3 strategies to reduce your monthly student loan payments
The government extended its freeze on federal student loan payments and interest until September, but if you got a student loan from a private lender, you’re probably still stuck on making your monthly payment. And, it can be a major financial burden.
Which begs the question: is there a way to lower your monthly bill? Is it a thing?
You bet it does. Here are three effective strategies for reducing private student loan payments.
1. Take advantage of lender discounts
A good way to reduce your monthly payment is to take advantage of the discounts offered by your private lender. Yes, discounts – which lower the interest rate on your loan, resulting in a lower bill each month:
Hourly payment discounts
Some lenders will offer discounts if you make your payments on time. You’re basically being rewarded for something you should be doing anyway. To benefit from the discount, you will need to earn it. This means maintaining a good payment record for three to four years. Not all lenders offer this discount, but it doesn’t hurt to ask for it.
Private lenders will give you a quarter point (0.25) interest rate reduction if you sign up to automatically pay your monthly bills. A quarter of a percent might not seem like a lot, but it can add up to hundreds or even thousands of dollars in lifetime savings. And if you never miss a payment, you could also qualify for the on-time payment discount.
If you or a family member already has a previous account or loan with a bank or other lender, you may qualify for an interest rate reduction on a student loan. For example, Citizens Bank offers a quarter point rate cut if you or your co-signer already have an account there. This is similar to a popular auto insurance discount which can reduce your automobile premiums.
2. Combine multiple student loans into one
If you graduated with an assortment of federal and / or private student loans, you may want to consider consolidating them.
You will no longer have to manage multiple accounts, interest rates, minimum monthly payments, etc. Instead, you consolidate the loans into one account. This not only makes budgeting easier, but can lower your monthly payment as well.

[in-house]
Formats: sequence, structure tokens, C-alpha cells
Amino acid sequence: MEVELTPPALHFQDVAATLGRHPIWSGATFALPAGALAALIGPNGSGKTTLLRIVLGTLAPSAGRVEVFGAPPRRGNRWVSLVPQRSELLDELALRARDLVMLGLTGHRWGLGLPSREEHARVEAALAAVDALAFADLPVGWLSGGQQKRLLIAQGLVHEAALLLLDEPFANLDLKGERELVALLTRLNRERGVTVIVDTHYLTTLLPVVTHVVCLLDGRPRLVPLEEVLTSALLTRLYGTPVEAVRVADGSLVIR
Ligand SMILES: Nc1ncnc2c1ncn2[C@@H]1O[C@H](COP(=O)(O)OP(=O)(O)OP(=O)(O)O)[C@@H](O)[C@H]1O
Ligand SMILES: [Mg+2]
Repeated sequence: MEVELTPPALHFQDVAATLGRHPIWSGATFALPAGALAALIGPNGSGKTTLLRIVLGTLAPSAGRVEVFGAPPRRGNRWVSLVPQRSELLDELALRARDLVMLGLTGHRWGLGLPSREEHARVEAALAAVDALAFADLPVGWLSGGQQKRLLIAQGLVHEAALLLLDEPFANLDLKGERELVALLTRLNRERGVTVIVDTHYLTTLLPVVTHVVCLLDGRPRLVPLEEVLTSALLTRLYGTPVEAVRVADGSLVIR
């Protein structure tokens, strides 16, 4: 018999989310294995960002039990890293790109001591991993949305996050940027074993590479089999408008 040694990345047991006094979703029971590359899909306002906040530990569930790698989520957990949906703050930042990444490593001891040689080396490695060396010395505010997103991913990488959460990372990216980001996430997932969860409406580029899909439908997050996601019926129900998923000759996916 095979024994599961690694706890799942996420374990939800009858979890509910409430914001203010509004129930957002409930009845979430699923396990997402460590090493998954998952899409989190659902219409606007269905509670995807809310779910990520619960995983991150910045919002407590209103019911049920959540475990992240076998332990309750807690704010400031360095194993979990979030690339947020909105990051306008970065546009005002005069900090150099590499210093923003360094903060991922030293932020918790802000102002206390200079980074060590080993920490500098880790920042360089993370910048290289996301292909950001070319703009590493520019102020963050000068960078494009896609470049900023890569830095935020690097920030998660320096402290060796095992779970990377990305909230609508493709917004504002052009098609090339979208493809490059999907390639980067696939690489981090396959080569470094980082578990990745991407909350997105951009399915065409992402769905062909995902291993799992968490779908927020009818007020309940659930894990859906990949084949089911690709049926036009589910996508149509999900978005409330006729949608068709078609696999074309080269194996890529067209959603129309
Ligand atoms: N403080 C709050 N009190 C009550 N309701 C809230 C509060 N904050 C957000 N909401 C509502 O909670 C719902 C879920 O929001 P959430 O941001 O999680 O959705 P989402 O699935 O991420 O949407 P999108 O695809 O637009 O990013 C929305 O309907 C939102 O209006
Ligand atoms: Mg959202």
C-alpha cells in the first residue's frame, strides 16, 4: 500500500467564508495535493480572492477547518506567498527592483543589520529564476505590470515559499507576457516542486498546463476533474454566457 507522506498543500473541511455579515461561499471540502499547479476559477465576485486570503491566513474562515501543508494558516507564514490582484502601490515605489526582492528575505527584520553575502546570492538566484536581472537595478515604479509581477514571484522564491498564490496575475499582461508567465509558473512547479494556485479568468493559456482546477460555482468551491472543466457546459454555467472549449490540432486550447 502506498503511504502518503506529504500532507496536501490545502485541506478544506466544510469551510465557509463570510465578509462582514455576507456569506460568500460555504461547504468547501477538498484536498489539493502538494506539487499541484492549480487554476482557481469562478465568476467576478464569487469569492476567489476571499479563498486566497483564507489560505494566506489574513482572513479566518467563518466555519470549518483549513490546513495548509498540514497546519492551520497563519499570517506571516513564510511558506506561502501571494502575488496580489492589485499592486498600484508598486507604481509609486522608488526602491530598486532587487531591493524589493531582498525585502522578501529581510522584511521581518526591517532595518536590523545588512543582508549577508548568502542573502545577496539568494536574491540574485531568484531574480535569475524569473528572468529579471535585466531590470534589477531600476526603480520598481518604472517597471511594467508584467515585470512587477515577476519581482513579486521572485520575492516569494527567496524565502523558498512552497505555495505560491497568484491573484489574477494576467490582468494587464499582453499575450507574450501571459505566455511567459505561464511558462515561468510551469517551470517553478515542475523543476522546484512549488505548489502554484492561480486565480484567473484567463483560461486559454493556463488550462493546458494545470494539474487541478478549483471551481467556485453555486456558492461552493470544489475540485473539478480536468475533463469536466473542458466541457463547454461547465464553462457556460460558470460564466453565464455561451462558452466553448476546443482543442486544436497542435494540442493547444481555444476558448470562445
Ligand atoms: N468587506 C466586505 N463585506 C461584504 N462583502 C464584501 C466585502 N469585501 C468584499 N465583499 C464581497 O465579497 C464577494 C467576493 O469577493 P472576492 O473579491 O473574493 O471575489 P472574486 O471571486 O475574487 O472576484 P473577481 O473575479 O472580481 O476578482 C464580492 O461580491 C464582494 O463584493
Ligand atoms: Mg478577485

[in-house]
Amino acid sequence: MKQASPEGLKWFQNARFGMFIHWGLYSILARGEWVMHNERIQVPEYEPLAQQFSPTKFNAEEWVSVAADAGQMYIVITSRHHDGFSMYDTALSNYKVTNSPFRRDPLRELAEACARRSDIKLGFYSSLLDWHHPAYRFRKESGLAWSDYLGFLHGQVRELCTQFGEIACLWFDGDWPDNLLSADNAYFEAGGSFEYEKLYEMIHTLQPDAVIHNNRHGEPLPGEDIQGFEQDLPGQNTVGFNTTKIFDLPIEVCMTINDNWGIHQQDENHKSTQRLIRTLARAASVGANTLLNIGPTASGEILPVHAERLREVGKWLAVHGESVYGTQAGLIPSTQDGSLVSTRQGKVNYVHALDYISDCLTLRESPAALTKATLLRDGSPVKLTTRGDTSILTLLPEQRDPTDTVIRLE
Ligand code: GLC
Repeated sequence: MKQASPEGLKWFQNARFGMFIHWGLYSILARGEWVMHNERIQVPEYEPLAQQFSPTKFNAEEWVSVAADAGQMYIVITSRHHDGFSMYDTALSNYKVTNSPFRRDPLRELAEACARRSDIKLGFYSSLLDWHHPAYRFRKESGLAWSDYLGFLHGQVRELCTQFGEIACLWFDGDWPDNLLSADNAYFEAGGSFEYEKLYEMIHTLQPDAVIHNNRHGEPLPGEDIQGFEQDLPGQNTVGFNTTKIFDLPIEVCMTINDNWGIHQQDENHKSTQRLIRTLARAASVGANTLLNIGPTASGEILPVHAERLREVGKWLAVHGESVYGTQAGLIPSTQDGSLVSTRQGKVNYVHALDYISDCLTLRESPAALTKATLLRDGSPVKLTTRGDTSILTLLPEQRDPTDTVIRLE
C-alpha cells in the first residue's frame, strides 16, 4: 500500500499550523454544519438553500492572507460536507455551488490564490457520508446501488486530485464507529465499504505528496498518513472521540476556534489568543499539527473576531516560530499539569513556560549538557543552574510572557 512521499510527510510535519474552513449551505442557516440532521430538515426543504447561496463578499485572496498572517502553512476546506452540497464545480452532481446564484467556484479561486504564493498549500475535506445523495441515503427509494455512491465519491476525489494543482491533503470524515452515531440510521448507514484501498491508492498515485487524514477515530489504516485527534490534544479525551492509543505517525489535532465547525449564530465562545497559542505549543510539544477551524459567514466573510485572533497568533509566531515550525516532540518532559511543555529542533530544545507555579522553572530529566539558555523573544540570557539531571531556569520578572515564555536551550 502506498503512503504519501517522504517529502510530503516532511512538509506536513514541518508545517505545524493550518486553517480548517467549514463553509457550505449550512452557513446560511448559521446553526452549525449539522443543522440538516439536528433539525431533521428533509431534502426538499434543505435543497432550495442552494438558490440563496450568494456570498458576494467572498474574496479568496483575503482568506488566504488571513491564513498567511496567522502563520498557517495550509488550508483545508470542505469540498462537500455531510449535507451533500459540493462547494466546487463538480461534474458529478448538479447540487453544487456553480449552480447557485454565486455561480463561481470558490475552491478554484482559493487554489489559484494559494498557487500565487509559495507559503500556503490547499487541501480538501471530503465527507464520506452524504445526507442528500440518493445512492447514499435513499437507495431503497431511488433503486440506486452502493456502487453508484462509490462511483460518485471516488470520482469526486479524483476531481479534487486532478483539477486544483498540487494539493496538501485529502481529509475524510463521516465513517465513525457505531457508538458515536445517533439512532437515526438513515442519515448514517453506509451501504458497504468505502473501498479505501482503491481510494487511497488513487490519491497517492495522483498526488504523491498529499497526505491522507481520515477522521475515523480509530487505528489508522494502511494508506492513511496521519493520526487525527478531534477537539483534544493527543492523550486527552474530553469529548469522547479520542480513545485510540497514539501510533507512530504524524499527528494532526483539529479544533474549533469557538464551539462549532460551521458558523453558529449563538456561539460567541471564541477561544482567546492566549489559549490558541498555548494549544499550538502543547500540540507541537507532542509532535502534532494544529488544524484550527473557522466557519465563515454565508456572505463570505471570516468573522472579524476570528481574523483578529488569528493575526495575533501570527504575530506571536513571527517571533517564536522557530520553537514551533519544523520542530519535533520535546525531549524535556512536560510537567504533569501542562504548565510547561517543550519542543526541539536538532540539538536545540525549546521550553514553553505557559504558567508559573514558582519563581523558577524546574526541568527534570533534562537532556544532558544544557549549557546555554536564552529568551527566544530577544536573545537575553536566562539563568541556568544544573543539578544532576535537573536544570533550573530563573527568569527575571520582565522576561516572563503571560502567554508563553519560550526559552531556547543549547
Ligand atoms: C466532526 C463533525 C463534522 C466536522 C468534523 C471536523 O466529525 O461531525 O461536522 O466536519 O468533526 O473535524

When you consolidate, your new interest rate will be a weighted average of the rates on all of your individual loans – so you won’t necessarily save on your rate. But you might find that one consolidated minimum payment each month ends up costing less than several smaller minimum payments.
3. Refinance your student loans
Refinancing can both lower your monthly payment and reduce the overall cost of your loan. You take out a new loan at a reduced rate that will pay off your existing loan. You will reduce your rate, your payment and your interest costs for life.
Private student loan rates have fallen to record levels, which makes it a great time to refinance. It helps if you meet the following criteria:
You have excellent credit. Your score must be at least within 600s. The higher your credit score, the better the interest rates you will get. Today it’s super easy to check your credit score for free.
You have a comfortable cash flow. There is no sense in refinancing if you will not be able to pay your payments. If your budget is tight, think start a side concert to increase your monthly income.
Whatever you do, don’t default on your student loans. You have options. If you’re having trouble with your bills, call your lender, as you’ll likely find that the company will be happy to help you find a solution.